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Sit long and late at the carousing board ?
(Such were the sins with which he.charg’d his Lord.)
No-the man's morals were exact. What then?
'Twas his ambition to be seen of mens.
His virtues were his pride; and that one vice
Made all his virtues gewgàws of no price;
He wore them, as fine trappings, for a show;
A praying, fynagogue-frequenting, beau.

The self-applauding bird, the peacock, seem
Mark what a sumptuous pharisee is he!
Meridian fun-beams tempt him to unfold
His radiant glories ; azure, green, and gold:
He treads as if, fome folemn music near,
His measur’d step were govern'd by his ear;
And seems to fay-Ye meaner fowl, give place;
I am all splendour, dignity, and grace!

Not so the pheasant on his charms prefumes;
Though he, too, has a glory in his plumes.
He, christian like, retreats with modest mien
To the close copse, or far-sequester'd green,
And shines, without desiring to be seen,

The plea of works, as arrogant and vain, :
Heav'n turns from with abhorrence and disdain's
Not more affronted by avow'd neglect,

Than by the mere dissembler's feign’d respect.
What is all righteousness that men devise ?
What-but a sordid bargain for the skies ? .
But Chriit as soon would abdicate his own,
As stoop from heav'n to sell the proud a throne.

His dwelling a recess in some rude rock;
Book, beads, and maple-dish, his meagre stock;
In shirt of hair and weeds of canvass dress’d,
Girt with a bell-rope that the pope has bless’d;
Adult with stripes, told out for ev'ry crime,
And fore tormented, long before his time ;
His pray’r preferr’d to faints that cannot aid;
His praise postpon’d, and never to be paid ;
See the sage hermit, by mankind admir’d,
With all that bigotry adopts inspir’d,
Wearing out life in his religious whim,
'Till his religious whimsy wears out him.

ears

His works, his abstinence, his zeal, allow'd,
You think him humble-God accounts him proud.
High in demand, though lowly in pretence,
Of all his conduct this the genuine senfe—
My penitential stripes, my streaming blood,
Have purchas'd heav'n, and prove my title good.

Turn eastward now, and fancy shall apply
To your weak sight her telescopic eye.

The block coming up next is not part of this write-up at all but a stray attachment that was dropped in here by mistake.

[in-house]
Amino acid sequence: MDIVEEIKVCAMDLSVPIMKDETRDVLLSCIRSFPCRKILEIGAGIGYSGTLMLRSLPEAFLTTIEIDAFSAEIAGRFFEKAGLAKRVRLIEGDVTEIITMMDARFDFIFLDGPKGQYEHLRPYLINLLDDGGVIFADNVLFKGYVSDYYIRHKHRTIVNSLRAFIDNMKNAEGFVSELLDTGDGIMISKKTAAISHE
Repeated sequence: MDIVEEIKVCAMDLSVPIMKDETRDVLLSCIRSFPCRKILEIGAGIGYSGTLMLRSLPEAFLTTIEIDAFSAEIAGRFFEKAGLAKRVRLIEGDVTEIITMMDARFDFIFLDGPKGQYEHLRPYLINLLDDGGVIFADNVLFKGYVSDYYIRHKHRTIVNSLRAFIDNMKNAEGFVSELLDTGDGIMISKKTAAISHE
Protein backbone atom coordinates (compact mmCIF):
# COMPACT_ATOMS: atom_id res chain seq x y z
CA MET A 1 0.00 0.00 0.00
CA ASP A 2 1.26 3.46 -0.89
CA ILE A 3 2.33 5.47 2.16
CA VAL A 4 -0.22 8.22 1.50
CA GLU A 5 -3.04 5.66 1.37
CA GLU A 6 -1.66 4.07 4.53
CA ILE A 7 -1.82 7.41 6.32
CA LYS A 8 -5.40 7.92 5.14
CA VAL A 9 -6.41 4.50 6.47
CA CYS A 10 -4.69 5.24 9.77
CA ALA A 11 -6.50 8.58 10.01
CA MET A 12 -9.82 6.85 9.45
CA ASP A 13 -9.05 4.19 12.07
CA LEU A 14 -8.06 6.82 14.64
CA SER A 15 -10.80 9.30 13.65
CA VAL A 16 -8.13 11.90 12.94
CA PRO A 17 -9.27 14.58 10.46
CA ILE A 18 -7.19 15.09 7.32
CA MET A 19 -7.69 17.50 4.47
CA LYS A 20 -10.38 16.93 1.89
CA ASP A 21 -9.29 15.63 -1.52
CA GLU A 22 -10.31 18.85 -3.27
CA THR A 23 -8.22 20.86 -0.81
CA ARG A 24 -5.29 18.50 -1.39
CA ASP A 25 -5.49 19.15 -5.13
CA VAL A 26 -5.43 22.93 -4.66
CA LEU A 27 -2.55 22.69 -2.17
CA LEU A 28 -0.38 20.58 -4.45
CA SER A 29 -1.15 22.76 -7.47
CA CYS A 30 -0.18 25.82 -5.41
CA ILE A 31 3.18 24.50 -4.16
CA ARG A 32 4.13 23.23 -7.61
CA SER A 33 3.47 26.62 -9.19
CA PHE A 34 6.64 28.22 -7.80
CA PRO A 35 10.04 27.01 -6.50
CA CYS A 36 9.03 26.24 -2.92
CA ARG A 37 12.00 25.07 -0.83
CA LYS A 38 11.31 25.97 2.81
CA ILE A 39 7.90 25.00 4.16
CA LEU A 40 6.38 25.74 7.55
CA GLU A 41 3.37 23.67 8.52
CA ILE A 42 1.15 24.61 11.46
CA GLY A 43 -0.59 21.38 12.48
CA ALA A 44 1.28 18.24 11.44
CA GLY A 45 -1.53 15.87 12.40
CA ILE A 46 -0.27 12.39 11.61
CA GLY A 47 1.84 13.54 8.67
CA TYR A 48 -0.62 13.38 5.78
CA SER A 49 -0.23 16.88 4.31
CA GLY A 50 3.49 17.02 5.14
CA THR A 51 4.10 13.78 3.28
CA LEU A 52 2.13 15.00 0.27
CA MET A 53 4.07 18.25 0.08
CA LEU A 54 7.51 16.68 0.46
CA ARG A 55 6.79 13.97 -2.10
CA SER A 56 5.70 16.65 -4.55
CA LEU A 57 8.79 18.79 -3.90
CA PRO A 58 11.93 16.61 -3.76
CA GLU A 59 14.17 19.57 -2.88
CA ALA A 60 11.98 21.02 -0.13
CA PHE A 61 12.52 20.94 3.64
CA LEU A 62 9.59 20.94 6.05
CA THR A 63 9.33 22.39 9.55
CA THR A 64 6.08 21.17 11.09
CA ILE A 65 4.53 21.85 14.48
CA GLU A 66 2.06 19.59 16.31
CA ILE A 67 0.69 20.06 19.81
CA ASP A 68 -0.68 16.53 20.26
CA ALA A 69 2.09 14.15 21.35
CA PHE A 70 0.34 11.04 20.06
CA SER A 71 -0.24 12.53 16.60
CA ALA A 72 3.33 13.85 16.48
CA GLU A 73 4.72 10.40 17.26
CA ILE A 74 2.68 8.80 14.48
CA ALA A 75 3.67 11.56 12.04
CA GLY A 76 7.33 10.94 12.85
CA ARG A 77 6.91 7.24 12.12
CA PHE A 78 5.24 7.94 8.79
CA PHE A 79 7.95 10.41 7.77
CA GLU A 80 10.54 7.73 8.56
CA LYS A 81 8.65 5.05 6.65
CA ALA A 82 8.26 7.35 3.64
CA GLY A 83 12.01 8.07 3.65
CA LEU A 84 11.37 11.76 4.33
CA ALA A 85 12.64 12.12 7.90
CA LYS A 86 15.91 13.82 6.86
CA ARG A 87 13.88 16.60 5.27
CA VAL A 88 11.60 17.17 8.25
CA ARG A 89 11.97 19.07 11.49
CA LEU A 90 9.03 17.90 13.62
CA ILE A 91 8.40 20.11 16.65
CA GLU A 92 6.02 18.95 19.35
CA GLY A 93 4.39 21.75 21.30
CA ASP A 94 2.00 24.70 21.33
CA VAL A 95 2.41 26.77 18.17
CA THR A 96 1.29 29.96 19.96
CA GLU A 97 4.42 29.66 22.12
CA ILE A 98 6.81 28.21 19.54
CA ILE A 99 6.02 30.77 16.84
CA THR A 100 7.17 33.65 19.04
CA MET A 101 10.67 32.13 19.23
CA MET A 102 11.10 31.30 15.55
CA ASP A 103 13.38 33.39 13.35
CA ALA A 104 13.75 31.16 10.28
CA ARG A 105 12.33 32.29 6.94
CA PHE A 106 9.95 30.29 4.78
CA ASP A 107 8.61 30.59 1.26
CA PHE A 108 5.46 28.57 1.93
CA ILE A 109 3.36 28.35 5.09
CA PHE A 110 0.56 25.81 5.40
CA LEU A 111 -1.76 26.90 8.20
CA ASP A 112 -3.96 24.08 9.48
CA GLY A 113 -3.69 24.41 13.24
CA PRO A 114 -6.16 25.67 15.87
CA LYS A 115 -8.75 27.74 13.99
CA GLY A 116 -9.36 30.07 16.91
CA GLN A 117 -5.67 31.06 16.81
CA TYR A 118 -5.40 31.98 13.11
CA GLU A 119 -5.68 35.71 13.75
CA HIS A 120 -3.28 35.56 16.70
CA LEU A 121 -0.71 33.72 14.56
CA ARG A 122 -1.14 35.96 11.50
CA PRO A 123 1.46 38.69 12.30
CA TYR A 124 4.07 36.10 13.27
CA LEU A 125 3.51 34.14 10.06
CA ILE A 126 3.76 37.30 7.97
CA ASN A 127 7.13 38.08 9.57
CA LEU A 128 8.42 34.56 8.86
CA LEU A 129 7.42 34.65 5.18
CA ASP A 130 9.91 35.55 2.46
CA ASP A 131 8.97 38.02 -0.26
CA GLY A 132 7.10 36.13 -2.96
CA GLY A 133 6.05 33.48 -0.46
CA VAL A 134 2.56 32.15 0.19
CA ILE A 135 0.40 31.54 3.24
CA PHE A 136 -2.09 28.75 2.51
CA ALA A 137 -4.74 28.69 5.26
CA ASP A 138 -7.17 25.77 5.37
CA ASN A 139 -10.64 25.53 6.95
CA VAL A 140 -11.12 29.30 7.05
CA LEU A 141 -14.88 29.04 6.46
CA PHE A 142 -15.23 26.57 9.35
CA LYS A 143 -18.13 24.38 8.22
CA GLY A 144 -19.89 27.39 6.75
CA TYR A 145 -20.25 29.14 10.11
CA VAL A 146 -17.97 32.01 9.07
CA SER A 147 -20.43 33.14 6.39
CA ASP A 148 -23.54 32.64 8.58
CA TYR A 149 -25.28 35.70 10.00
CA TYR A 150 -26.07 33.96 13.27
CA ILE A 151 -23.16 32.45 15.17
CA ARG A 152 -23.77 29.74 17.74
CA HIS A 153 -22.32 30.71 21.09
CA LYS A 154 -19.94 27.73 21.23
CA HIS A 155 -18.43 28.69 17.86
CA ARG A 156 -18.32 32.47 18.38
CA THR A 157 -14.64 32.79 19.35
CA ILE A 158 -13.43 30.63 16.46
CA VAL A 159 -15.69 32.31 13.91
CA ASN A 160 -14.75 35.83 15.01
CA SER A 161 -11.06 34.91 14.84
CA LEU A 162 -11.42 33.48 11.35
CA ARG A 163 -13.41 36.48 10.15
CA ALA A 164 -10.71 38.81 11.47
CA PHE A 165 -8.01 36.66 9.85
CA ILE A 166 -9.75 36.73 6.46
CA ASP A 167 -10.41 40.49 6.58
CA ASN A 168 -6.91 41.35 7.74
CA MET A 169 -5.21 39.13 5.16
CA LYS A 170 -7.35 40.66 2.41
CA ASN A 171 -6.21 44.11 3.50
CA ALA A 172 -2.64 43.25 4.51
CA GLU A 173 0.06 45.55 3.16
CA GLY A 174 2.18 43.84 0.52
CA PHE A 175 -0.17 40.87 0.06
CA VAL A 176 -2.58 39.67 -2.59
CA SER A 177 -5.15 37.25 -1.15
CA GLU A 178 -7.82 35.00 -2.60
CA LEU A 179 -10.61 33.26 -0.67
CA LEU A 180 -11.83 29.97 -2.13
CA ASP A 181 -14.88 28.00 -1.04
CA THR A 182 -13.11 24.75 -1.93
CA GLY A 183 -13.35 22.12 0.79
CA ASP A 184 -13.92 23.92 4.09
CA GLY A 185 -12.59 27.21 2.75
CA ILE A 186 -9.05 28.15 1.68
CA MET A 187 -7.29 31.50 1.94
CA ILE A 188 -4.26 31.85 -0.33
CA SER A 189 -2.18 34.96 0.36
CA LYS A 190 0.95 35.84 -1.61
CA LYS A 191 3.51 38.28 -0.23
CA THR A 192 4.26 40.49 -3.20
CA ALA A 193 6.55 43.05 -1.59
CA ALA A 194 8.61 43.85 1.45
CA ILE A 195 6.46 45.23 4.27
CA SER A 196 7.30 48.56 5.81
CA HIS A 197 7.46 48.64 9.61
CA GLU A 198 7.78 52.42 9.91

The bramin kindles on his own bare head
The sacred fire-felf-torturing his trade !
His voluntary pains, severe and long,
Would give a barb'rous air to British fong;
No grand inquisitor could worse invent,
Than he contrives, to fuffer, well content.

Which is the saintlier worthy of the two?
Past all dispute, yon anchorite say you.
Your sentence and mine differ. What's a name?
I say the bramin has the fairer claim.
If fuff’rings, seripture no where recommends,
Devis'd by self, to answer selfish ends,

Give faintship, then all Europe must agree
Ten starvling hermits fuffer less than he.

The truth is (if the truth may fuit your ear,
And prejudice have left a passage clear)
Pride has attain'd its most luxuriant growth,
And poison'd ev'ry virtue in them both.
Pride may be pamper'd while the flesh grows lean;
Humility may clothe an English dean;
That grace was Cowper’s-his, confess’d by all-
Though plac'd in golden Durham's second stall.
Not all the plenty of a bishop's board,
His palace, and his lacqueys, and “ My Lord,"
More nourish pride, that condescending vice,
Than abstinence, and beggary, and lice:
It thrives in mis’ry, and abundant grows ;
In mis’ry fools upon themselves impose.

But why before us protestants produce
An Indian mystic, or a French recluse ?
Their sin is plain ; but what have we to fear,
Reform'd, and well instructed? You shall hear.

Yon ancient prude, whose wither'd features show She might be young fome forty years ago, Her elbows pinion’d close upon her hips, Her head erect, her fan upon her lips, Her eye-brows arch’d, her eyes both gone astray

To watch yon am'rous couple in their play, · With bony and unkerchief'd neck, defies

The rude inclemency of wintry skies,
And fails, with lappet-head and mincing airs;
Duly, at clink of bell, to morning pray’rs.
To thrift and parsimony much inclin'd,
She yet allows herself that boy behind.
The shiv’ring urchin, bending as he goes,
With Nip-shod heels, and dew-drop at his nose;
His predecessor's coat advanc'd to wear,
Which future, pages yet are doom'd to share ;
Carries her bible, tuck'd beneath his arm,
And hides his hands, to keep his fingers warm..

She, half an angel in her own account,
Doubts not hereafter with the faints to mount,

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